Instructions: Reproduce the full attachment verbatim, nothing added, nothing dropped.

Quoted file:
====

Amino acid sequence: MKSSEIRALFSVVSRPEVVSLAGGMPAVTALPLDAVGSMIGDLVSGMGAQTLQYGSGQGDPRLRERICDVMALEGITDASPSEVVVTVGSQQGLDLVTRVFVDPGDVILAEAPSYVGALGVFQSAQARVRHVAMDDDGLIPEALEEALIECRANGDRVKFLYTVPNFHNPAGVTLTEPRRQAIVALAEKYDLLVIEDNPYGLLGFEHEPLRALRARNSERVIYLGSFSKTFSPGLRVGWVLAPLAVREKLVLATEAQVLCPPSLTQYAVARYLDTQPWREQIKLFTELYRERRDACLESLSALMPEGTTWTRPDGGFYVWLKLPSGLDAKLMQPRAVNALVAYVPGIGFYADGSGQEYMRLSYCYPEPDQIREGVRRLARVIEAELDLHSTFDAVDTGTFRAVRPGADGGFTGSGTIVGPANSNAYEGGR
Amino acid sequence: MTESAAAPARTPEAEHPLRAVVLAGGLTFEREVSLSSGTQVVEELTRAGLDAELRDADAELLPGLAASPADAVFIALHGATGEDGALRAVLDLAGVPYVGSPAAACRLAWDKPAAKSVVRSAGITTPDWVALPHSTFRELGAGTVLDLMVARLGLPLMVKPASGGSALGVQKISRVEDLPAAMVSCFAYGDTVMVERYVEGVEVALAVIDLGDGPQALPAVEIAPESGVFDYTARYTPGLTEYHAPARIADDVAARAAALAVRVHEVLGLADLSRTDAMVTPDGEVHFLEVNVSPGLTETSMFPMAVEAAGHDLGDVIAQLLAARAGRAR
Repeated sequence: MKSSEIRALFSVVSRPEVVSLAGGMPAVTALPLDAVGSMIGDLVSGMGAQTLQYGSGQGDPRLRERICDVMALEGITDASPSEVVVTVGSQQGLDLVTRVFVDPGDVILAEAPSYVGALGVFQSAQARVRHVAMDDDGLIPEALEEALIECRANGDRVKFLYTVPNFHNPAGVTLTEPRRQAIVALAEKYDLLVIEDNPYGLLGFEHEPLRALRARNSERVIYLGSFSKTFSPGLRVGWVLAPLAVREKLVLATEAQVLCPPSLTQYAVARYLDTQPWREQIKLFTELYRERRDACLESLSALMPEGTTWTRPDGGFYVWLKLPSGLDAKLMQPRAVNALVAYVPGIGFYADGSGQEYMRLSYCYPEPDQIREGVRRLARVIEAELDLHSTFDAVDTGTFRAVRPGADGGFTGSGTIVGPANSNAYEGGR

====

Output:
Amino acid sequence: MKSSEIRALFSVVSRPEVVSLAGGMPAVTALPLDAVGSMIGDLVSGMGAQTLQYGSGQGDPRLRERICDVMALEGITDASPSEVVVTVGSQQGLDLVTRVFVDPGDVILAEAPSYVGALGVFQSAQARVRHVAMDDDGLIPEALEEALIECRANGDRVKFLYTVPNFHNPAGVTLTEPRRQAIVALAEKYDLLVIEDNPYGLLGFEHEPLRALRARNSERVIYLGSFSKTFSPGLRVGWVLAPLAVREKLVLATEAQVLCPPSLTQYAVARYLDTQPWREQIKLFTELYRERRDACLESLSALMPEGTTWTRPDGGFYVWLKLPSGLDAKLMQPRAVNALVAYVPGIGFYADGSGQEYMRLSYCYPEPDQIREGVRRLARVIEAELDLHSTFDAVDTGTFRAVRPGADGGFTGSGTIVGPANSNAYEGGR
Amino acid sequence: MTESAAAPARTPEAEHPLRAVVLAGGLTFEREVSLSSGTQVVEELTRAGLDAELRDADAELLPGLAASPADAVFIALHGATGEDGALRAVLDLAGVPYVGSPAAACRLAWDKPAAKSVVRSAGITTPDWVALPHSTFRELGAGTVLDLMVARLGLPLMVKPASGGSALGVQKISRVEDLPAAMVSCFAYGDTVMVERYVEGVEVALAVIDLGDGPQALPAVEIAPESGVFDYTARYTPGLTEYHAPARIADDVAARAAALAVRVHEVLGLADLSRTDAMVTPDGEVHFLEVNVSPGLTETSMFPMAVEAAGHDLGDVIAQLLAARAGRAR
Repeated sequence: MKSSEIRALFSVVSRPEVVSLAGGMPAVTALPLDAVGSMIGDLVSGMGAQTLQYGSGQGDPRLRERICDVMALEGITDASPSEVVVTVGSQQGLDLVTRVFVDPGDVILAEAPSYVGALGVFQSAQARVRHVAMDDDGLIPEALEEALIECRANGDRVKFLYTVPNFHNPAGVTLTEPRRQAIVALAEKYDLLVIEDNPYGLLGFEHEPLRALRARNSERVIYLGSFSKTFSPGLRVGWVLAPLAVREKLVLATEAQVLCPPSLTQYAVARYLDTQPWREQIKLFTELYRERRDACLESLSALMPEGTTWTRPDGGFYVWLKLPSGLDAKLMQPRAVNALVAYVPGIGFYADGSGQEYMRLSYCYPEPDQIREGVRRLARVIEAELDLHSTFDAVDTGTFRAVRPGADGGFTGSGTIVGPANSNAYEGGR